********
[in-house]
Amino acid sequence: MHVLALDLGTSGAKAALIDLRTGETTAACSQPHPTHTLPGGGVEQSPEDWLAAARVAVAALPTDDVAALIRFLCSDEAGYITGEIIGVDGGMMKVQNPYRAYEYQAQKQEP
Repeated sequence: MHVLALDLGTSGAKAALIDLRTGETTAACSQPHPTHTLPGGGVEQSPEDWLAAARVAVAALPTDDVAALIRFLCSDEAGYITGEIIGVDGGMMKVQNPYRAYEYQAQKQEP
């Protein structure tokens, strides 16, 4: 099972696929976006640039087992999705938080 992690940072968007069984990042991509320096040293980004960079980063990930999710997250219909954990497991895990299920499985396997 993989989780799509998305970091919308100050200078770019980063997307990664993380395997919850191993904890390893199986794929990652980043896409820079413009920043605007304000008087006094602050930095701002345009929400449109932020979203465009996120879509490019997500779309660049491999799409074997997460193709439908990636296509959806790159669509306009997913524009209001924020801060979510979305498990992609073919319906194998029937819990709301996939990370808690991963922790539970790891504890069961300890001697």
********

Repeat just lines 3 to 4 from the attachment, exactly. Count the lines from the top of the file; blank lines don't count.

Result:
Repeated sequence: MHVLALDLGTSGAKAALIDLRTGETTAACSQPHPTHTLPGGGVEQSPEDWLAAARVAVAALPTDDVAALIRFLCSDEAGYITGEIIGVDGGMMKVQNPYRAYEYQAQKQEP
């Protein structure tokens, strides 16, 4: 099972696929976006640039087992999705938080 992690940072968007069984990042991509320096040293980004960079980063990930999710997250219909954990497991895990299920499985396997 993989989780799509998305970091919308100050200078770019980063997307990664993380395997919850191993904890390893199986794929990652980043896409820079413009920043605007304000008087006094602050930095701002345009929400449109932020979203465009996120879509490019997500779309660049491999799409074997997460193709439908990636296509959806790159669509306009997913524009209001924020801060979510979305498990992609073919319906194998029937819990709301996939990370808690991963922790539970790891504890069961300890001697």